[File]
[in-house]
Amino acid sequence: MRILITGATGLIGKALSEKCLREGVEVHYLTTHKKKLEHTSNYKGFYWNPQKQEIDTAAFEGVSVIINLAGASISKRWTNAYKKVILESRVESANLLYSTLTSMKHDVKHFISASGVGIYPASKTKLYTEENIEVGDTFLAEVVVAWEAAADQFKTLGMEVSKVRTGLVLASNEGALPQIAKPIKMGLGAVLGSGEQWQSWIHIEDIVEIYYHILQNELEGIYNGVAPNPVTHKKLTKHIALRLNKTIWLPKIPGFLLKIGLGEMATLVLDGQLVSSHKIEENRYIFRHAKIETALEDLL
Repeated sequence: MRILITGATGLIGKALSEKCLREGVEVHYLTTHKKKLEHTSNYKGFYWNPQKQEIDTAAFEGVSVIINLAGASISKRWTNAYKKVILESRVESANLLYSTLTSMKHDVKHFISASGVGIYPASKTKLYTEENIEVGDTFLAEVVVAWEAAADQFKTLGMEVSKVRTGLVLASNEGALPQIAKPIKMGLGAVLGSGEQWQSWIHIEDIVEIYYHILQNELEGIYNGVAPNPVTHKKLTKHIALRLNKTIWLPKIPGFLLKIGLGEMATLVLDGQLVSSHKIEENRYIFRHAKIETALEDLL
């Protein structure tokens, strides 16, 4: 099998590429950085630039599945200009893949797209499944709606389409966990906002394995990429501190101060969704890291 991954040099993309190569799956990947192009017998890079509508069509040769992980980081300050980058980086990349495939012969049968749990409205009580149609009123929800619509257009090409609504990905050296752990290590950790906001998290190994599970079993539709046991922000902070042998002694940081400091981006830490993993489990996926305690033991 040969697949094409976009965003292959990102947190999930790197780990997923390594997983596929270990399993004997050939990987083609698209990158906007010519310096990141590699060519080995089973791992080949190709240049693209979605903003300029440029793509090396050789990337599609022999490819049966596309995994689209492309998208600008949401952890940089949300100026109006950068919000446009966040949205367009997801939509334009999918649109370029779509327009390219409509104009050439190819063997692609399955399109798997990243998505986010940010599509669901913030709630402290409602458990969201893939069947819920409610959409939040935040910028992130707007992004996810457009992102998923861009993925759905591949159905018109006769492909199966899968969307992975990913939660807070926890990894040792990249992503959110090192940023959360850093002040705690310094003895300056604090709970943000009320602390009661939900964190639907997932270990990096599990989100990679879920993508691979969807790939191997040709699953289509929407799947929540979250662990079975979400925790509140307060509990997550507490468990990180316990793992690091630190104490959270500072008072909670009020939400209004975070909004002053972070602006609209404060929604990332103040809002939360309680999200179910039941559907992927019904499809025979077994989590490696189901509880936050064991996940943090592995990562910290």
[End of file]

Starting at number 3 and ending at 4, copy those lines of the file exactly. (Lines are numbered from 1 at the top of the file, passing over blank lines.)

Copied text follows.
Repeated sequence: MRILITGATGLIGKALSEKCLREGVEVHYLTTHKKKLEHTSNYKGFYWNPQKQEIDTAAFEGVSVIINLAGASISKRWTNAYKKVILESRVESANLLYSTLTSMKHDVKHFISASGVGIYPASKTKLYTEENIEVGDTFLAEVVVAWEAAADQFKTLGMEVSKVRTGLVLASNEGALPQIAKPIKMGLGAVLGSGEQWQSWIHIEDIVEIYYHILQNELEGIYNGVAPNPVTHKKLTKHIALRLNKTIWLPKIPGFLLKIGLGEMATLVLDGQLVSSHKIEENRYIFRHAKIETALEDLL
């Protein structure tokens, strides 16, 4: 099998590429950085630039599945200009893949797209499944709606389409966990906002394995990429501190101060969704890291 991954040099993309190569799956990947192009017998890079509508069509040769992980980081300050980058980086990349495939012969049968749990409205009580149609009123929800619509257009090409609504990905050296752990290590950790906001998290190994599970079993539709046991922000902070042998002694940081400091981006830490993993489990996926305690033991 040969697949094409976009965003292959990102947190999930790197780990997923390594997983596929270990399993004997050939990987083609698209990158906007010519310096990141590699060519080995089973791992080949190709240049693209979605903003300029440029793509090396050789990337599609022999490819049966596309995994689209492309998208600008949401952890940089949300100026109006950068919000446009966040949205367009997801939509334009999918649109370029779509327009390219409509104009050439190819063997692609399955399109798997990243998505986010940010599509669901913030709630402290409602458990969201893939069947819920409610959409939040935040910028992130707007992004996810457009992102998923861009993925759905591949159905018109006769492909199966899968969307992975990913939660807070926890990894040792990249992503959110090192940023959360850093002040705690310094003895300056604090709970943000009320602390009661939900964190639907997932270990990096599990989100990679879920993508691979969807790939191997040709699953289509929407799947929540979250662990079975979400925790509140307060509990997550507490468990990180316990793992690091630190104490959270500072008072909670009020939400209004975070909004002053972070602006609209404060929604990332103040809002939360309680999200179910039941559907992927019904499809025979077994989590490696189901509880936050064991996940943090592995990562910290």